Unless you do a lot of processor intensive work, we recommend against the $250 upgrade to a 2.33 GHz Core 2 Duo CPU.
What About Refurbs?
I’m sure we’ll see decent price cuts on remaining inventory of the Core Duo iMacs, but the real value is Apple refurbished product, which comes with Apple’s full one-year warranty.
Realistically, although Core 2 is “up to 50% more powerful” than Core 1, for most applications it’s probably only going to be 20-30% more efficient. Nothing to sneeze at, but a small enough difference to keep the Core1 models competitive values.
Update: The 32-bit Geekbench score for the 1.83 GHz Core Duo model tops out at 2475, while the 2.0 GHz version hits 2697. The 1.83 GHz Core 2 Duo reaches 2545, the 2.0 GHz achieves 2818. The 2.16 GHz Core 2 Duo hits 3047, and the top-end 2.33 GHz, 3240.
The 1.83 GHz Core 2 benchmarks 2.8% better than the Core Duo, while the 2.0 GHz Core 2 is 4.4% more powerful overall than the Core Duo. That’s a lot less than Apple claimed – or than we anticipated.
The 17″ 1.83 GHz Core Duo iMac is available refurbished for US$949. That includes the wireless remote, dual-layer SuperDrive, and Bluetooth 2.0 – and a dedicated graphics processor and video memory missing in the new entry-level iMac. You lose the additional efficiency of the Core 2 CPU and 64-bit addressing, but at this price I’d pick it over the new 17″ 1.83 GHz Core 2 iMac.
Apple has the 20″ 2.0 GHz Core Duo iMac for $1,199. Where it loses out to the Core 2 model is a slightly slower, slightly less efficient CPU and half the RAM. Apple doesn’t allow you to build-to-order refurbs, but you can add 512 MB for under US$50 from third party sources.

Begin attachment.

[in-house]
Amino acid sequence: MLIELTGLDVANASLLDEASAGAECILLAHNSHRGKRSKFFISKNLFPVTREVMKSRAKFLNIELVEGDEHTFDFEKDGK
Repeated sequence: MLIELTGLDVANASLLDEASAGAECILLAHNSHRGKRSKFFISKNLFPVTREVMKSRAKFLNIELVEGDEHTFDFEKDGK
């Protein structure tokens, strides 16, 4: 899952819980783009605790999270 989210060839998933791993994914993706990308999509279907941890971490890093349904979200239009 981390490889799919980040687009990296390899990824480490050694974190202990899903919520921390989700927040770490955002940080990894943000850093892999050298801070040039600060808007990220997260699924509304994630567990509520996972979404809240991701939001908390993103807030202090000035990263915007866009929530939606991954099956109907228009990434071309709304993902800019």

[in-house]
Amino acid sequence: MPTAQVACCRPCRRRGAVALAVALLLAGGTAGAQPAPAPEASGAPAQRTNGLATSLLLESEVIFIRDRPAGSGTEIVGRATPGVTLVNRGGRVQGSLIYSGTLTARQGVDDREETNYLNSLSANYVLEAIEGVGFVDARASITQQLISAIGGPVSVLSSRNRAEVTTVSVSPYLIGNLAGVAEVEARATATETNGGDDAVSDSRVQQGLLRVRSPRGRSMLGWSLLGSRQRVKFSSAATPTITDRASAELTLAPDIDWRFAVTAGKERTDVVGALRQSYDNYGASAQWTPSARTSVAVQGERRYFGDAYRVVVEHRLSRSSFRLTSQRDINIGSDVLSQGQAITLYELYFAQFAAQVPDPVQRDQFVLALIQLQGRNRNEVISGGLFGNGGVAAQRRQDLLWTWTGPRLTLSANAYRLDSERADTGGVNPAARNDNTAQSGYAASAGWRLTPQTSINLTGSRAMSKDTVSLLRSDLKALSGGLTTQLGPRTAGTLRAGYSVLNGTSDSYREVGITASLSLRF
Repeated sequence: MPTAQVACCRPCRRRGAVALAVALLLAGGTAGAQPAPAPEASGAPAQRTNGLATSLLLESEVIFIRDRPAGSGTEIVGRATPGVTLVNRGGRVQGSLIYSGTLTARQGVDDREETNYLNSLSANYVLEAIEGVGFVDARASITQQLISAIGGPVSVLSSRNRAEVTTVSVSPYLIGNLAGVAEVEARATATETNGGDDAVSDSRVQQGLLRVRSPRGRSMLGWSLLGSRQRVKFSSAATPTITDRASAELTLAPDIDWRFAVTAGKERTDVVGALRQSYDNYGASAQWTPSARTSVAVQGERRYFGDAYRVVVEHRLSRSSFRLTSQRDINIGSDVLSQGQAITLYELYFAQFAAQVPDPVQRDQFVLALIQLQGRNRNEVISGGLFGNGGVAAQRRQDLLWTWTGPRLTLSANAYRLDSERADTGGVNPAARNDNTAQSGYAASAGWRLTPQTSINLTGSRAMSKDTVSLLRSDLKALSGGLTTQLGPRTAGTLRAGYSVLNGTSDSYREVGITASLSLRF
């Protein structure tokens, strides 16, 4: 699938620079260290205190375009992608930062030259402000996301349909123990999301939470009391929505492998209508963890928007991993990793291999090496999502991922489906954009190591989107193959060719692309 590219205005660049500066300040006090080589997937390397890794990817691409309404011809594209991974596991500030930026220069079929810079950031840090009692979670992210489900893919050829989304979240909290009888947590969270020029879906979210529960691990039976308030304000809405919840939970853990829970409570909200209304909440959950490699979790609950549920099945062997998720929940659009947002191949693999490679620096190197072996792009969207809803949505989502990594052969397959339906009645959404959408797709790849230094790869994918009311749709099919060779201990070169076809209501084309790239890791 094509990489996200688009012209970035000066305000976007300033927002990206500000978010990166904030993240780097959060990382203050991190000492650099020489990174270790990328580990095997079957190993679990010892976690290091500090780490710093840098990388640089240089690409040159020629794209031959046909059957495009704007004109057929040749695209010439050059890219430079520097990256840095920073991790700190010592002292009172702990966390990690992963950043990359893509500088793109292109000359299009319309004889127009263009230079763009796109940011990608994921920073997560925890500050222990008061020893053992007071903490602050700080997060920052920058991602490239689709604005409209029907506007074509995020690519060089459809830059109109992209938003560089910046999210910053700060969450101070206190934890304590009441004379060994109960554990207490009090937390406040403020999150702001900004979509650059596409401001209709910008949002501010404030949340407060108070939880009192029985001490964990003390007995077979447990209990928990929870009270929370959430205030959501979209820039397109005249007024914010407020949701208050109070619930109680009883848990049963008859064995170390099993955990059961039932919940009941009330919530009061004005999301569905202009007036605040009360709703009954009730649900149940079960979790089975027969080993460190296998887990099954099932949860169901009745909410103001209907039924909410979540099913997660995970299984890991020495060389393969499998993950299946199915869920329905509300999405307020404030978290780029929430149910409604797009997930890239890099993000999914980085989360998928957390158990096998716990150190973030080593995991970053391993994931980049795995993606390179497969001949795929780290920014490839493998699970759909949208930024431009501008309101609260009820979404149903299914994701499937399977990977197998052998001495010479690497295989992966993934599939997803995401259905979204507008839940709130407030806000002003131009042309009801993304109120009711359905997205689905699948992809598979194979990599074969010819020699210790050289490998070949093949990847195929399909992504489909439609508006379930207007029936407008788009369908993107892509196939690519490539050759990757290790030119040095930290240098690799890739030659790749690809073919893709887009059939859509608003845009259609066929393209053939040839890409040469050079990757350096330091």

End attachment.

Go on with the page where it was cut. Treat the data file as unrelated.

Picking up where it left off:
With the $250 difference in price, it probably balances out in value when you consider the differences in speed and CPU. The refurb is a good value, but I suspect I’d lean toward the brand new model if I were buying a 20″ iMac.
Update: One thing we didn’t anticipate at the time was that 64-bit OS X 10.7 Lion would eventually arrive (in July 2011), leaving behind all the Core Duo models. Still, it was almost five years later before the Mac OS left the Core Duo models behind, so they were still a good long-term value. And they’ll still run OS X 10.6 Snow Leopard just fine.
One other difference is that the Core Duo models top out with 2 GB of RAM, and the Late 2006 iMacs can support 3 GB. That 1 GB difference can mean a lot for people running many apps at the same time.
In brief, all four new iMacs are good values, and refurbished prices on the Core Duo models are right where they should be. If I were looking for a desktop Mac, the only one that wouldn’t tempt me is the 24″ iMac – and only because I can’t imagine having any practical use for that much screen space.
Keywords: #imacvalueequation #late2006imacvalueequation